Barns have a way of teaching, especially when what we learn was not at all what we expected. Such is the case with the barn at Eastmanville Farm County Park, 7851 Leonard St., Coopersville.
The park, situated on 229 acres, was once the Ottawa County Poor Farm. Poor farms or poor houses replicated a practice, which began in England, to provide shelter and work for people so poor, handicapped or ill that they could not take care of themselves.
Mandated by an 1830 law, which required every county to establish a poor house or a poor farm, they were scattered across Michigan and many other states into the 1900s. They were imposing in their construction and fearsome in their function, at least to some. The reputation of county poor farms depended largely on the people entrusted to run them, both onsite and at the governmental level. Stories abound of what life was like and often, history is not kind.
How many poor farms once existed in Michigan and how many still exist with at least some of their buildings converted to new purposes is not known. Many of the stately barns and outbuildings are gone. One notable exception is the barn at Eastmanville Farm County Park, and it was in learning about the barn that assumptions were changed.
“The label ‘poor farm’ is a misnomer,” says Marjorie Viveen, volunteer historian for Ottawa County Parks. “A review of Ottawa County poor farm death certificates on which occupations were posted, revealed teachers, policemen, farmers and a veterinarian. Not all poor farm residents were poor. In fact, in Ottawa County about 30% paid their own keep. It was a time without Social Security, and without caretakers within one’s family, the poor farm was a viable option.”
Viveen’s research has revealed that residents included a Civil War veteran, a man who fought in both the War of 1812 and the Civil War, a coast guardsman, an African-American man from Grand Haven who was a representative to the Civil Rights Convention, and even a county judge.
Poor farms, usually run by a husband-wife team, included barns where residents who were able (often called inmates), helped provide for their own care by tending livestock.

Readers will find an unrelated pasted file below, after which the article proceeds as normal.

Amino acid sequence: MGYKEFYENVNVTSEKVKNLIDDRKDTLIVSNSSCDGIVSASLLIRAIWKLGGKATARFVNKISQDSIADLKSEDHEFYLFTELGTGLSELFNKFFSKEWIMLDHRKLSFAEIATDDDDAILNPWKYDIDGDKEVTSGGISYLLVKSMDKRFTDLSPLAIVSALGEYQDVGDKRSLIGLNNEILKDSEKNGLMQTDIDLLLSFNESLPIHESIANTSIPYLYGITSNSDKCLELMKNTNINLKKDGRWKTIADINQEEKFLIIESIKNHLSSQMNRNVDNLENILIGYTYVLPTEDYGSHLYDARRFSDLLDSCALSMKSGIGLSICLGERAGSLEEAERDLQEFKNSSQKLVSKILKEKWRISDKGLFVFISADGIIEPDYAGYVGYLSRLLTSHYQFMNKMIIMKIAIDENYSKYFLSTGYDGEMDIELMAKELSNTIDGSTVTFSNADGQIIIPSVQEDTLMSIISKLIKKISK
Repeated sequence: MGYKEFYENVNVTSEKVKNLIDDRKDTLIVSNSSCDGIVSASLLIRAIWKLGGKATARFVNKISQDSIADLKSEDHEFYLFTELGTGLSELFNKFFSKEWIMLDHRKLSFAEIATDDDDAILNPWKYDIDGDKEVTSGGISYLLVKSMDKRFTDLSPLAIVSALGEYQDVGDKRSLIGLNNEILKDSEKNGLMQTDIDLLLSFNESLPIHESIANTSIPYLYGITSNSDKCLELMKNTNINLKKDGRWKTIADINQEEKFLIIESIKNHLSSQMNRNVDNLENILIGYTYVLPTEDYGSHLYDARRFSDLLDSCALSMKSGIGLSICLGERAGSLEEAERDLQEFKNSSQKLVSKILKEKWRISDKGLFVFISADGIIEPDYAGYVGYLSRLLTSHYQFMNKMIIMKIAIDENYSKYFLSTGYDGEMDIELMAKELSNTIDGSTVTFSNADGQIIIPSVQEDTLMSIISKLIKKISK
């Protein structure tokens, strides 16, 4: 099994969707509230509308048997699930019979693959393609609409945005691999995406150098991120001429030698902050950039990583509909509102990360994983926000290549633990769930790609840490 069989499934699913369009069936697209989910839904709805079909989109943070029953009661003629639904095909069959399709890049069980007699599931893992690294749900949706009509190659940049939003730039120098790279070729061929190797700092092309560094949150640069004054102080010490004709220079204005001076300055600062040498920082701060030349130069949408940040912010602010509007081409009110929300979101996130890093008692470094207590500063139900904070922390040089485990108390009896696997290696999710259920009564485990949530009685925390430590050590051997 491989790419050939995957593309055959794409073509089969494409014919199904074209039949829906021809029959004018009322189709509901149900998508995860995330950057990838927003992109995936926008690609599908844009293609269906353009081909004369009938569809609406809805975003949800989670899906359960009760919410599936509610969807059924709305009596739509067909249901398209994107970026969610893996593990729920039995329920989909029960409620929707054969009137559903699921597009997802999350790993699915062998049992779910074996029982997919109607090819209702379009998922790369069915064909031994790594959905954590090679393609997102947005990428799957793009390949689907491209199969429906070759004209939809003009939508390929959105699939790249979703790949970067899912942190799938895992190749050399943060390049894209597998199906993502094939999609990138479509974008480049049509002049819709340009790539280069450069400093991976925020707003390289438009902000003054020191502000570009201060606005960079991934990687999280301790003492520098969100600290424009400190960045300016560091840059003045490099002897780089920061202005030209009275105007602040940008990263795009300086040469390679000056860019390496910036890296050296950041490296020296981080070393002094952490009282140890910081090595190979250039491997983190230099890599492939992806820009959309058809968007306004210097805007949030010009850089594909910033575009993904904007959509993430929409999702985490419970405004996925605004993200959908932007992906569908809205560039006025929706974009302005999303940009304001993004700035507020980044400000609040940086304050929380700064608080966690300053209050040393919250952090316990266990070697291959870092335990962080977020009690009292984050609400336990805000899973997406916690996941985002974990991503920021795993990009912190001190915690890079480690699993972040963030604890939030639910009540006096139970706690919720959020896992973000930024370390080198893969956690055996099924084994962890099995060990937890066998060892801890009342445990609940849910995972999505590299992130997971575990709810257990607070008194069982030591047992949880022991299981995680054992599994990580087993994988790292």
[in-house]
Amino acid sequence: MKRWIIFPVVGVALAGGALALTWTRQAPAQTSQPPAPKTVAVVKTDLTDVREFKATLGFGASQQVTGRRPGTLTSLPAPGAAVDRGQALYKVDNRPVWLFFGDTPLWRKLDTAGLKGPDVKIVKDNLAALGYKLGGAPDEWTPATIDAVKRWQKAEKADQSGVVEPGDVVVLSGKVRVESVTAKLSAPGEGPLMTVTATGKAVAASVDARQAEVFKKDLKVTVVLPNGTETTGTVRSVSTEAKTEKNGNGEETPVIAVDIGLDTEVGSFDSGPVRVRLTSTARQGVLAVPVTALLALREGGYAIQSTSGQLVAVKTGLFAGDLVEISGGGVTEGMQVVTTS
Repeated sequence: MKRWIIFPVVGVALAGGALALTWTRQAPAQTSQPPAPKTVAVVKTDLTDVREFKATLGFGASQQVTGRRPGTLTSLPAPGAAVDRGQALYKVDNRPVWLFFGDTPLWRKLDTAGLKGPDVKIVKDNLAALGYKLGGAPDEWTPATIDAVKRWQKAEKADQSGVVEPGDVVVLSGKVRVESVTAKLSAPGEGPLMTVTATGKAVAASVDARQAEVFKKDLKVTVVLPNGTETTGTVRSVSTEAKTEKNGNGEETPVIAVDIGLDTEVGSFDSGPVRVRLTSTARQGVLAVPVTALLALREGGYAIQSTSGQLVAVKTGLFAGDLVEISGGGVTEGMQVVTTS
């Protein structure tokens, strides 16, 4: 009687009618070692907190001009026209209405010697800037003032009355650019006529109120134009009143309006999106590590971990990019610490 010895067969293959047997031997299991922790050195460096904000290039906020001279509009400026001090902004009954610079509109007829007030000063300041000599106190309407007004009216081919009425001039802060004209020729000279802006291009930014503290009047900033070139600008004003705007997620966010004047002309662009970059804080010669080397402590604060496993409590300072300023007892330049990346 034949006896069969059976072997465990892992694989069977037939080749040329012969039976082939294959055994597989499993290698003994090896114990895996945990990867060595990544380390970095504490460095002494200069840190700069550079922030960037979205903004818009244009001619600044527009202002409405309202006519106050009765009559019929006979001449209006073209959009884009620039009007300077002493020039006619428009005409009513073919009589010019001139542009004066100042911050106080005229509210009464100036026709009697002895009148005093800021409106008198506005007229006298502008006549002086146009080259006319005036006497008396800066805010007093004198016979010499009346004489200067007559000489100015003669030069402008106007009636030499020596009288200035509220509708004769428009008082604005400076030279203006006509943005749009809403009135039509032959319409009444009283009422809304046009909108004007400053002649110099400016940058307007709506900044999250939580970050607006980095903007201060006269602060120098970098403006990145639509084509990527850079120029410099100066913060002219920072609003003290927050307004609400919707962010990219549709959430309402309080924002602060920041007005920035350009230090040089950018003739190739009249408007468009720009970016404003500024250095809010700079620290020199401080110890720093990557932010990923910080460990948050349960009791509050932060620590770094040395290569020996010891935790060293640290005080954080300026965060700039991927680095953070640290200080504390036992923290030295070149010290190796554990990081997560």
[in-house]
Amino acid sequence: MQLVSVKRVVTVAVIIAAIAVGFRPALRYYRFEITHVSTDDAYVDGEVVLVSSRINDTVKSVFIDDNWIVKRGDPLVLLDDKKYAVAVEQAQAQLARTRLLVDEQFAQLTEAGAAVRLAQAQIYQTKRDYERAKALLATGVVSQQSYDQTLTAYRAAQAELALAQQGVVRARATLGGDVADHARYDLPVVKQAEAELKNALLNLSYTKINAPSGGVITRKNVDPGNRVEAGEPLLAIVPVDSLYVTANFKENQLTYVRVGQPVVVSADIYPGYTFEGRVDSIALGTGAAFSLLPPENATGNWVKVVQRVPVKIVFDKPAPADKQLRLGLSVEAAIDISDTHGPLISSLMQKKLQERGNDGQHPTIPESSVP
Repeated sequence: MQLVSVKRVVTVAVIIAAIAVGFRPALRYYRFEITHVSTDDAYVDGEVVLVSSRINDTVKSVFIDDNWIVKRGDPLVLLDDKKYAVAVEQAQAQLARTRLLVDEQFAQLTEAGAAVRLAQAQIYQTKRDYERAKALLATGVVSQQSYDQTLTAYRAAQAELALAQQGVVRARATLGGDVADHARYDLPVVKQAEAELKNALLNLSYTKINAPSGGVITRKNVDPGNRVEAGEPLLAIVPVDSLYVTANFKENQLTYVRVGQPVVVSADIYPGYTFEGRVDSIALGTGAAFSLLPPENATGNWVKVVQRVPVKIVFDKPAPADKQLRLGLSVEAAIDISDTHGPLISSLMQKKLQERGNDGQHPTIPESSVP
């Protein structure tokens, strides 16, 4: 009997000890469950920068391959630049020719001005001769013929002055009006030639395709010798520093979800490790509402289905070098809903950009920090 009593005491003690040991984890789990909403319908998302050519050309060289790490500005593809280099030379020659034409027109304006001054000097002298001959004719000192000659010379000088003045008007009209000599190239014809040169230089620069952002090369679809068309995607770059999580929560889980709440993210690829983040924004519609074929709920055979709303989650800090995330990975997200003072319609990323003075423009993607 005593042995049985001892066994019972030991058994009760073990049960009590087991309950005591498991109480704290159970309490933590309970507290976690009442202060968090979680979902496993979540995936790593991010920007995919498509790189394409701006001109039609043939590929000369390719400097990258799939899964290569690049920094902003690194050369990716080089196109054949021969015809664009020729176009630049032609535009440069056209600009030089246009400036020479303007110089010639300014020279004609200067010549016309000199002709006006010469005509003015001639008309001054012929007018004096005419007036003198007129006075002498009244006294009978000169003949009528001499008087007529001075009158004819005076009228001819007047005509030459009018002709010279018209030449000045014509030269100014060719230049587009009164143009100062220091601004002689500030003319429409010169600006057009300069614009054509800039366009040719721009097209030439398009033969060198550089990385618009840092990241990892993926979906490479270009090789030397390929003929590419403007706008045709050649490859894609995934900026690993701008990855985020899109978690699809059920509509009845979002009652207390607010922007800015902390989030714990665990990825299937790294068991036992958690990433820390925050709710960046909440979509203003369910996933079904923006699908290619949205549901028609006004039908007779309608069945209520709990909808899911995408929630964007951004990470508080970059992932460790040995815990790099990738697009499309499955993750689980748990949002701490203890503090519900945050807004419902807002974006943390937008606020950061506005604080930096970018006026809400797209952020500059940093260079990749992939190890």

According to an article from the Grand Rapids News (Garret Ellison, 2016), the Eastmanville site began with a farmhouse once belonging to the Daniel Realy family on their 1830s wheat farm. The house was later an inn for travelers before the poor farm opened in 1866 and finally it was a laundry.
Another residence was built in 1886, and after it was closed in 1978, plans for a new, modern facility were eventually developed and a $1.25 million single-story structure, named “Community Haven,” was dedicated in August 1978.
The facility continued to operate as a farm until 2000, with residents doing a variety of chores, including caring for animals, and making bread, jam and other farm products.
“The plank-frame barn was built in 1928 to replace the original lost to a fire. It is likely patterned after plans sold by the James Manufacturing Co., makers of Jamesway farm equipment,” says Jessica VanGinhoven, communications specialist for the Farm Park. “Its main section is 38 feet tall, gambrel-style, steel-roofed, 80 feet in length, and it has a 52-foot T-section, for a total of 10,000 square feet.”
In its heyday, 60 cattle were milked in the barn, which still holds the stanchions, gutter-cleaning system and hay track. The main portion of the barn has a 4-foot poured concrete wall foundation, while the smaller section has an 8-foot block wall. Making the barn especially striking are its six double-window dormers and three ventilators.
A 16-by-18-foot milk house, built in the 1950s, is adjoined to the southwest corner of the barn to store milk away from animals in cleaner, cooler conditions, a legal requirement that improved milk safety.
Between the silo and the barn is a 12-by-22-foot silo room with a gable roof. Other buildings include a machine shed from the 1970s and a block silo. No residential structures remain. A cemetery for residents who completed their lives there is also on the grounds.
The barn stood vacant for several years, which often spells the beginning of the end for many. The property was opened to the public as a county park in 2005. Repairs to the barn in 2009 included cabling and bracing to straighten the structure, window and siding repairs, and painting.
“We have identified additional work to be done this year,” says VanGinhoven, “and our parks commission has made a commitment to do it before problems get worse. It’s worth the investment. The building has historical significance, and people from this community love the barn. It’s in the background of many, many family photos.”
Scheduled improvements include bracing, replacement of damaged framing, and roof work to stop leaking around the dormers and ventilators.
In 2016, a sesquicentennial event was held at the farm to pay tribute to its history. Displays set up in the barn shared images, artifacts and stories of the farm’s history.
The barn is used for storage, but planning is underway to determine its long-term function.
The park features hiking, equestrian trails and picnic areas. The West Michigan Agricultural Education Center leases some 80 acres of the property for demonstration purposes.
Eastmanville Farm County Park is open year-round.
Arnett writes from Battle Creek.